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Reuters/Mike Blake
The Trump solar panel tariffs eliminated thousands of US jobs.
GREENLIGHTING

The Trump White House tries to rewrite its own history on the environment

By Heather Timmons

A recent Washington Post-ABC news poll finds that just 29% of Americans approve of how US president Donald Trump is dealing with climate changes and the environment. Conservation group the Sierra Club says he has the “worst record on the environment and climate action of any president in the history of the country.”

That’s probably why just hours after Washington DC was riven by flash floods that may be linked to climate change, Trump took to a podium in the East Room July 8 to try to change the public view of his climate change-denying presidency.

He bragged about clean air and water being “top priorities” of his administration, and said he supported solar power for perhaps the first time ever as president. As has become common, his cabinet members and a handful of outsiders offered up gushing praise. “I think the world needs to look at your leadership” on the environment, said Energy secretary Rick Perry. “Look at what you’ve done!” No, no one mentioned global warming or climate change, but Trump offered up a new idea for this presidency: stewardship.

An anti-environment culture is deeply and purposely embedded in the Trump White House. Trump has nominated climate change-denying officials who have been linked to, and paid by, the coal industry for most of their careers. Even the pastor of the White House bible study group attended by many cabinet members preaches that environmentalism is radical and foolish, because God put natural resources on earth for his greatest creation, man, to use up.

Among other big, bold, anti-environment moves, Trump pulled the US out of the groundbreaking Paris Climate Accord to limit global warming in the first months of his presidency. He dismantled the Clean Power Plan to limit carbon emissions and rolled back protections for threatened species and car emission standards.

Trump has told thousands of documented lies since he was in office. The speech a was quickly dubbed another White House attempt at “gaslighting”.

But it seemed even more cynical and manipulative than that. The Trump 2020 reelection campaign appears to be betting that most American voters haven’t been paying attention to what Trump has been doing since he took office. Trump, the bet appears to be, will win new supporters with new sound-bites about being environmentally-friendly, because Americans are so gullible.

Clean air

US air quality has slipped since Trump took office, according to an AP analysis of Environmental Protection Agency data. The US had more days of poor-quality air in 2017 and 2018 than it did in the years beforehand, perhaps because of Trump administration rollbacks mentioned above, the AP concluded.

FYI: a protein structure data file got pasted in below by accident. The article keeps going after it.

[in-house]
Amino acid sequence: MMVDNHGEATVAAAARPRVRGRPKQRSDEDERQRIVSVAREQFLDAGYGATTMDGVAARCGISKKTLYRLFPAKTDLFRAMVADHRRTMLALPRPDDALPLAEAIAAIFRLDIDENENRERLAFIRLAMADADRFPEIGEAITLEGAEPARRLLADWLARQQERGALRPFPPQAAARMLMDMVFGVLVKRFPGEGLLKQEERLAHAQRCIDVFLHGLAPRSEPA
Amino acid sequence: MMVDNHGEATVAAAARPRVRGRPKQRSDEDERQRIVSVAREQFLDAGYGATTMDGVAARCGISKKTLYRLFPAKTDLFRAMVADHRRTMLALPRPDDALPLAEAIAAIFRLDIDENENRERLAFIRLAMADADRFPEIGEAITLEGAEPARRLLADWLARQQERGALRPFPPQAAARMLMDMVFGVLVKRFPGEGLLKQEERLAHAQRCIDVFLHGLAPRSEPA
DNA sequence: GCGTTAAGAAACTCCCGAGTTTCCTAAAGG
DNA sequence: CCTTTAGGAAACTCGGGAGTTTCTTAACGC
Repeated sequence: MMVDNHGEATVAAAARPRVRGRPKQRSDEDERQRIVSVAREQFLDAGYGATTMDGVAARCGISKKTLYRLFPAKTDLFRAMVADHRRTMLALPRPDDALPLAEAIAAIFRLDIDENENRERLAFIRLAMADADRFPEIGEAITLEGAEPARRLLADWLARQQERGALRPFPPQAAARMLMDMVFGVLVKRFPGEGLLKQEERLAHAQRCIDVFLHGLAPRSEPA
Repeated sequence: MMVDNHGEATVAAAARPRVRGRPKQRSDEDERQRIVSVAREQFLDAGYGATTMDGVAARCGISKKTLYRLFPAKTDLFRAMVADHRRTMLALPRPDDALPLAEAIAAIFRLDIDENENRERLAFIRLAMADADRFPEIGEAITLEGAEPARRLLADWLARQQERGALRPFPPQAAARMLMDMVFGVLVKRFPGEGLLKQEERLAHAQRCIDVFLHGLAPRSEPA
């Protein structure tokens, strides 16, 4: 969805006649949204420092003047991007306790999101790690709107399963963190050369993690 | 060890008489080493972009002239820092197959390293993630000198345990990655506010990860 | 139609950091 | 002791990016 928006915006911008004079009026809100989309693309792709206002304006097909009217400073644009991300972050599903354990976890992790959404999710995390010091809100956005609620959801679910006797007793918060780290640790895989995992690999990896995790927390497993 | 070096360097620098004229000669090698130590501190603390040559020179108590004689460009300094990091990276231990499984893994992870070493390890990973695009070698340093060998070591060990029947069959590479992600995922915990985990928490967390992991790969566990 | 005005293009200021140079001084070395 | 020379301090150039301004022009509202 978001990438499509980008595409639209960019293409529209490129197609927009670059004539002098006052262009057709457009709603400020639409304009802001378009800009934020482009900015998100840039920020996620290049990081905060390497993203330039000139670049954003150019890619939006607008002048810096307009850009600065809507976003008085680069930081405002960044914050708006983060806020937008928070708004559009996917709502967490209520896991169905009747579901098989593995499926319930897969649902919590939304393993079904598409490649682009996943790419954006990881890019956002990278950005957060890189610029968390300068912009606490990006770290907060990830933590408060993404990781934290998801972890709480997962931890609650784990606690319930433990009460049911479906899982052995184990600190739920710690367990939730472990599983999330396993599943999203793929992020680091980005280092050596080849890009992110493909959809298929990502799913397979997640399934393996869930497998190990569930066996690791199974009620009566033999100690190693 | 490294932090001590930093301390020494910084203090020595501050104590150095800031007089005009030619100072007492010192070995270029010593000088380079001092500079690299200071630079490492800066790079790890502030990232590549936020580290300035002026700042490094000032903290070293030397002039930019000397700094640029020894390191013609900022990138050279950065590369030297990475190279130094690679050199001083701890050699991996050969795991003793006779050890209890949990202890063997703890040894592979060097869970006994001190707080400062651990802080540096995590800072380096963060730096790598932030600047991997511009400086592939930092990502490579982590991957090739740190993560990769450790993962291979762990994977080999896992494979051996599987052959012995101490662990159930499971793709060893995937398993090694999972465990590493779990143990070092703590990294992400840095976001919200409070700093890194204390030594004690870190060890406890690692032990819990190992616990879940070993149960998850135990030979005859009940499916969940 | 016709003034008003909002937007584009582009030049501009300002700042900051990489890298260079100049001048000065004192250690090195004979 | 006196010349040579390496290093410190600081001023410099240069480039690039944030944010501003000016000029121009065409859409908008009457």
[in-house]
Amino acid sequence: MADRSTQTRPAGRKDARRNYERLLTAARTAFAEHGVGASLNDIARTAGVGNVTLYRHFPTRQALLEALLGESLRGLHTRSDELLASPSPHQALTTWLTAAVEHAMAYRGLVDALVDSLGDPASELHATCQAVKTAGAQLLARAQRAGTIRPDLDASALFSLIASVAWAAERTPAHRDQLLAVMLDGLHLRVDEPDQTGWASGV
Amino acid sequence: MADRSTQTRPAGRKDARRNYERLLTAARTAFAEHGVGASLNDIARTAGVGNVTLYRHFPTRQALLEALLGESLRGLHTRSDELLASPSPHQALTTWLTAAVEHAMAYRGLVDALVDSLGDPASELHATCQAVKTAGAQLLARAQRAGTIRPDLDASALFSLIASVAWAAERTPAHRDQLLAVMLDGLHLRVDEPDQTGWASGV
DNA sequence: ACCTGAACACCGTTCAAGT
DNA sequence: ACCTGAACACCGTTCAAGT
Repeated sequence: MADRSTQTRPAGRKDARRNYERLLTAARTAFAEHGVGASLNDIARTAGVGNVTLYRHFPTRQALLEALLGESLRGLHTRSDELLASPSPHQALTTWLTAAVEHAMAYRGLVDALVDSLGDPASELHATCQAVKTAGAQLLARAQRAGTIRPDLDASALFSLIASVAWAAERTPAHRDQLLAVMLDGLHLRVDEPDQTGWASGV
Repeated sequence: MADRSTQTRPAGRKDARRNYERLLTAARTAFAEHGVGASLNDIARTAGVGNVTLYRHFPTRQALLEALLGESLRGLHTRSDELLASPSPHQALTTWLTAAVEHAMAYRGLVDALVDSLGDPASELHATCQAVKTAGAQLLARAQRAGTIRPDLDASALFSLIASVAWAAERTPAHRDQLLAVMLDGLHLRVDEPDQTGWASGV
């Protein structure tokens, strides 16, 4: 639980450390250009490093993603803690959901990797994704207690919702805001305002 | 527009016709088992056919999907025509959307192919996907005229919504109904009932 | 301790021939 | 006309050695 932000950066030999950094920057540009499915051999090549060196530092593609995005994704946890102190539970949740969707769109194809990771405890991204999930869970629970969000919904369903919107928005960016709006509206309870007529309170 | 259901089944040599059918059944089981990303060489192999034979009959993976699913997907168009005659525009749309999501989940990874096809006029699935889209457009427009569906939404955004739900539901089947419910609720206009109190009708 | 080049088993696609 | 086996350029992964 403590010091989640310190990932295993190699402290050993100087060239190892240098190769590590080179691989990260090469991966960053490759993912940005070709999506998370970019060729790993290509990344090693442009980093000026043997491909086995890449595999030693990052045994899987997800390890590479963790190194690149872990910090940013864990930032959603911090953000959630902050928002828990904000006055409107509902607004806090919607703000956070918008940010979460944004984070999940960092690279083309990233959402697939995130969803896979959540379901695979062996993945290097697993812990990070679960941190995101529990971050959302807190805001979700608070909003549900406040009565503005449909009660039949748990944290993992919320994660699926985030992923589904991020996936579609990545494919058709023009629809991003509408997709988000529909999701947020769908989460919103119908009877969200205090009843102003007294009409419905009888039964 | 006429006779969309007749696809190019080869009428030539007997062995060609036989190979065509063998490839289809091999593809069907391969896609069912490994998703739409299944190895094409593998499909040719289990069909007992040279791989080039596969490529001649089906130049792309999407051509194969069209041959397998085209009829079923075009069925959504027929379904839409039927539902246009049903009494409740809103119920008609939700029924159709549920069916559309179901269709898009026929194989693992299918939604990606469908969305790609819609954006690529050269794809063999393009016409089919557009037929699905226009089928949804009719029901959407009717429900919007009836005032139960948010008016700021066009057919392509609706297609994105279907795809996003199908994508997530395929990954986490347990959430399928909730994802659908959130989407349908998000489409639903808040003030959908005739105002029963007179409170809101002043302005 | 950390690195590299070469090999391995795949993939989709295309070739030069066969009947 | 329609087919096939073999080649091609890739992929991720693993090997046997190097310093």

Trump had previously insisted numerous times that the US has the “cleanest air” in the world, but Canada and Scandinavian countries have lower death rates from air pollution, and ozone and particulate pollution worsened in US cities from 2015 to 2019, the American Lung Association found.

On July 8, Trump and his Environmental Protection Agency director tried a new tactic, claiming credit for the decades of air cleanup that started with Richard Nixon’s administration. “My administration has made it a top priority to ensure that America has among the very cleanest air and cleanest water on the planet,” Trump said.

“From 1970 to 2018, U.S. criteria air pollution fell 74 percent, while the economy grew by 275 percent,” EPA director Andrew Wheeler said.

Solar power

The Trump administration dealt a blow to the solar power industry in 2018, putting massive tariffs on solar panels that eliminated thousands of solar installation jobs. Barack Obama had made solar power a priority with a 2011 “Sunshot” program.

However, Trump said he is “now revising the past administration’s misguided regulations to better protect the environment and to protect our American workers, so importantly.” There’s “a very good place for solar energy,” Trump said. “I’m a believer in solar energy.  It hasn’t fully developed. It’s got a long way to go, but it’s really got a tremendous future.”

As Quartz wrote earlier, even with the Trump tariffs, solar power continues to grow in the US.

Fighting Florida’s red tide

The “red tide” of algae off Florida has left piles of dead fish on once-beautiful coastlines, and devastated businesses. Trump said July 8 he was “straightening it out.”

The opposite is true, scientists and environmentalists say. “He claimed credit for fighting Florida’s toxic algae problem when he’s actually hindered those efforts,” said Brett Hartl, government affairs director at the Center for Biological Diversity. Among other things, the latest Trump budget didn’t allocate enough money to efforts to restore the Everglades and reduce polluted water discharges from Lake Okeechobee, the Center told Quartz. Florida’s leaders, including Republicans, asked for $200 million, but Trump only allocated about $70 million.

Overall, the speech was a “wildly misleading effort to hide the incredible damage he’s doing to our environment,” said Hartl.